I have been teaching since grade school, when my sister and I always got to be the teachers whenever we played school because WE had the nun costumes. (Thanks, Mom!) As a high school sophomore, I was asked to teach the freshman German class because I had learned so much of the language on my own, with the help of an older sister who was studying it in college. (Thanks, Sis!) As a graduate student, my advisor asked me to teach a year-long course in electronic music, a subject that at the time I didnt know well at all. (Thanks, Dr. Stokes!) Thats when I really learned how to learn and how to teach - fast. Since then, I have taught a variety of subjects to everyone from preschoolers to adult learners - and Im still going to school myself.
My background in the arts enables me to take novel approaches to asking questions, while my background in health care gives me a strong appreciation for arriving at evidence-based answers. That combination of discipline and creativity is something that I try to pass along to all of my students. If that appeals to you, I would love to work with you!
Undergraduate Degree: University of Wisconsin-Madison - Bachelors, Music History
Graduate Degree: University of Minnesota-Twin Cities - Masters, Music Composition
What is your teaching philosophy?
I love to learn, and I love to share that enthusiasm with the people I teach. I encourage my students to "own" their learning process by helping them to identify what they want and need to know in any given subject and why, and what the best way is for them to do that learning. I then help them to create a process that will enable them to reach their goals, and I work alongside them to help them do that.
What might you do in a typical first session with a student?
In a first session, I would begin to get to know a student and share a few things about myself. Then I would assess what he or she knows about the subject they're working on, what they enjoy about it, what they find difficult, and what they still need to learn. I would ask them questions about their other academic experiences and their learning style in general. Then I would begin to devise an approach to the subject at hand that capitalizes on that style.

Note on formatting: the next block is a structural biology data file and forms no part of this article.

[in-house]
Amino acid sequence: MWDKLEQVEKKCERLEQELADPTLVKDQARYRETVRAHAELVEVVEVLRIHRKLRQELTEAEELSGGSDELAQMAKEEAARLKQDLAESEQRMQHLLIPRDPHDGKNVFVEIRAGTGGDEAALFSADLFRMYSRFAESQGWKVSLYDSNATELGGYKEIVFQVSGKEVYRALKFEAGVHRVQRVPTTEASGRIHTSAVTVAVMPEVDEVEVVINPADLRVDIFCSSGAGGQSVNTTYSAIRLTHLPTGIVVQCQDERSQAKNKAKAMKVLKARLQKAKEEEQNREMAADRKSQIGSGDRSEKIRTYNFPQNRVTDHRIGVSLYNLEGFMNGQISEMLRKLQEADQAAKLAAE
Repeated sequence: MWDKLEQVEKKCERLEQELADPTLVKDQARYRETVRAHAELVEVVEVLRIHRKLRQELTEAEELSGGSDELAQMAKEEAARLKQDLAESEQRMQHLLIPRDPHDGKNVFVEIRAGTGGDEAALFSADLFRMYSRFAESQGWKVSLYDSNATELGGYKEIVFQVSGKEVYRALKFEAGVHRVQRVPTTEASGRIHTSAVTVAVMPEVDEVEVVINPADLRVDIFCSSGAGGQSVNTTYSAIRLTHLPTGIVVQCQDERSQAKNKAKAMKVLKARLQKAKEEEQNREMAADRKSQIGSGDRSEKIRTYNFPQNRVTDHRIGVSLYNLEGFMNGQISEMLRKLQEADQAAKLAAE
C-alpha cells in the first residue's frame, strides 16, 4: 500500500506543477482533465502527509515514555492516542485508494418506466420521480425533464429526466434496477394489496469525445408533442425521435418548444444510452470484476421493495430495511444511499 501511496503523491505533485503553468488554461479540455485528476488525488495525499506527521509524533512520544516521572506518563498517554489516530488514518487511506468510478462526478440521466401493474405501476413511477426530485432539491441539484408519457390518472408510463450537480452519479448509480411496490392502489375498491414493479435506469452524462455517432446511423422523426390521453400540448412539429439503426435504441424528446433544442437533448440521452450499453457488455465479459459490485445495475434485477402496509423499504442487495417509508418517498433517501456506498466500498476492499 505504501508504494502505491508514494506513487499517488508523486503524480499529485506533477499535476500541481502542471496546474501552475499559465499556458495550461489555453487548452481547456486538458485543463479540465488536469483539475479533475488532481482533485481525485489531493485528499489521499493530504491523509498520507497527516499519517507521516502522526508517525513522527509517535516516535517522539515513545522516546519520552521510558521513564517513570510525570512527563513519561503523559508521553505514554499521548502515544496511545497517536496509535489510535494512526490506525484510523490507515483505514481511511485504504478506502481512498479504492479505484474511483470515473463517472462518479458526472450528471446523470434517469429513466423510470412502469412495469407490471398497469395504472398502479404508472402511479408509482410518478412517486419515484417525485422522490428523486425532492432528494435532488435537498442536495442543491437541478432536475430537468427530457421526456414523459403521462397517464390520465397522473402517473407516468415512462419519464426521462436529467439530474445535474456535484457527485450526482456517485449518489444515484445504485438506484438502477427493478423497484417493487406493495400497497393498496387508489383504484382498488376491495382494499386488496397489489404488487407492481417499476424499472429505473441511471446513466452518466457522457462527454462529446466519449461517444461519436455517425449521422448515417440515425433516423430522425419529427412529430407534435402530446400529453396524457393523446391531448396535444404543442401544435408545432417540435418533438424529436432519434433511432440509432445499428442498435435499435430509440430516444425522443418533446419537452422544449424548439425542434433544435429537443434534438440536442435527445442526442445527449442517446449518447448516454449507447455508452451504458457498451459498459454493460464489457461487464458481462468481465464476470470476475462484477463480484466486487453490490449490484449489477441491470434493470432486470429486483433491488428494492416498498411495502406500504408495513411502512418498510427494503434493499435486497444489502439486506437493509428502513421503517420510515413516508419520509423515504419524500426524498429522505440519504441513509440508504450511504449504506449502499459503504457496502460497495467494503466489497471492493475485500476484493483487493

How can you help a student become an independent learner?
I can help a student become an independent learner by helping him or her understand their own learning style, by showing them how to devise creative approaches to learning that capitalizes on that style, and by infusing them with a sense of curiosity and an enthusiasm for learning.
How would you help a student stay motivated?
I help students stay motivated by giving them positive feedback, continuously varying and fine-tuning their learning process, helping them to make new connections between what they're studying and other subjects, and reminding them of their goals.
If a student has difficulty learning a skill or concept, what would you do?
When something seems hard, I back it up, break it down, make unexpected connections, and/or turn it upside down. It can also be helpful to take a break and come back to a topic with a fresh mind.
How do you help students who are struggling with reading comprehension?
If someone is having trouble reading, I will try to identify where exactly the difficulty lies, and address it accordingly. For instance, I might focus on building skills in that particular area, and/or select reading material that is more appropriate for the student's skill level. I will also engage all of the learning modes - visual, kinetic, and auditory - to enhance overall comprehension and confidence.
What strategies have you found to be most successful when you start to work with a student?
That depends on the student.